If you recall our earlier blog about the history of firearms and our more recent post about what makes an AR 15 mil-spec - or if you’ve been a member of the AR community for even a moderate length of time - you can probably answer the question above. It’s one we at RailScales hear discussed pretty frequently, particularly given how many AR 15 owners are separated or retired military service members, and how many are interested in modifying their firearms to mil-spec standards. Before you go around bragging that you managed to get a hold of a military-distributed AR 15 (and sounding a bit like an uneducated newbie), here’s what you need to know about the AR 15 used by the US military.
First and foremost, we should clarify another naming issue here. You all ought to know at this point that AR does not stand for assault rifle. Similarly, when we talk about military-issue ARs, those who use terms like mil-spec or military AR 15 are referring to firearms that have been modified to the US military standard, but are not actually those manufactured for use by our nation’s service members. The US military uses the M16, not the AR 15. However many similarities, a firearm isn’t actually, properly, an M16 unless it was made for and distributed by the military according to some fairly stringent standards; everything else is just an AR 15 modified to military standards.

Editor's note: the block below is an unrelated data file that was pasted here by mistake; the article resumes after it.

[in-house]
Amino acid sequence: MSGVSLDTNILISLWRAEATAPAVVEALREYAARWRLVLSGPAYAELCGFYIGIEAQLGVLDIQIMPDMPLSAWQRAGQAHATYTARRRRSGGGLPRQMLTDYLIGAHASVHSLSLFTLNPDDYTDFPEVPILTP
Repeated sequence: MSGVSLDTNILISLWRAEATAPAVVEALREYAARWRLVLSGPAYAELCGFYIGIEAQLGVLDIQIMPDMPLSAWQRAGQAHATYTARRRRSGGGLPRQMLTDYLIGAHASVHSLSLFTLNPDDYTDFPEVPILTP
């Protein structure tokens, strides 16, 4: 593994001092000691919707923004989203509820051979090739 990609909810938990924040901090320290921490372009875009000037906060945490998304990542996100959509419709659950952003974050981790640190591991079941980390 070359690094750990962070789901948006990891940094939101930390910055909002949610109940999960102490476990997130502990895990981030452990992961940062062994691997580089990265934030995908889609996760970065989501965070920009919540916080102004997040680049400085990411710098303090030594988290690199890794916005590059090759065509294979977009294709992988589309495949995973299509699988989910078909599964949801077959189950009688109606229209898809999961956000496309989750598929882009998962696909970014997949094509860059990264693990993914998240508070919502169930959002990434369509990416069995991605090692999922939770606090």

As is the case with many firearms, the M16 was designed for military use. In this case, it was adapted from ArmaLite’s previous firearm design, the AR 10, based on demand from the US military after World War II. It was designed in answer to the need for a firearm that was lighter and could fire a smaller, high-velocity caliber cartridge. The idea was to make a firearm that was easier to maneuver and more accurate and, since the rounds were smaller and lighter, allow soldiers to carry more ammunition. Ultimately, ArmaLite managed the right set of modifications and alterations and the M16A1 rifle was adopted by the US military in 1969 as a replacement for the M14, the then-standard service rifle. Of course, improvements and alterations didn’t stop there and, by 1998, the M16A4 became the fourth generation of the firearm to be adopted by the US military.
Whether owners previously served in the military or not, the M16 design remains an immensely popular design for this model of firearm. However, unless it was manufactured for the US military and meets DOD standards, it is not, strictly speaking, a true M16. And obtaining an M16 outside of military use involves a lot of hoops to jump through.
Don’t feel the need to limit yourself to the M16 just because it’s the military-approved version of the AR 15. Explore all the modification options and custom AR parts available! The AR 15 is largely so popular because of its modular nature, so see what’s available in terms of everything from handguard rail choices to tactical grip options. Shop RailScales for the best KeyMod and M-LOK hand stops and handguards to see what we mean!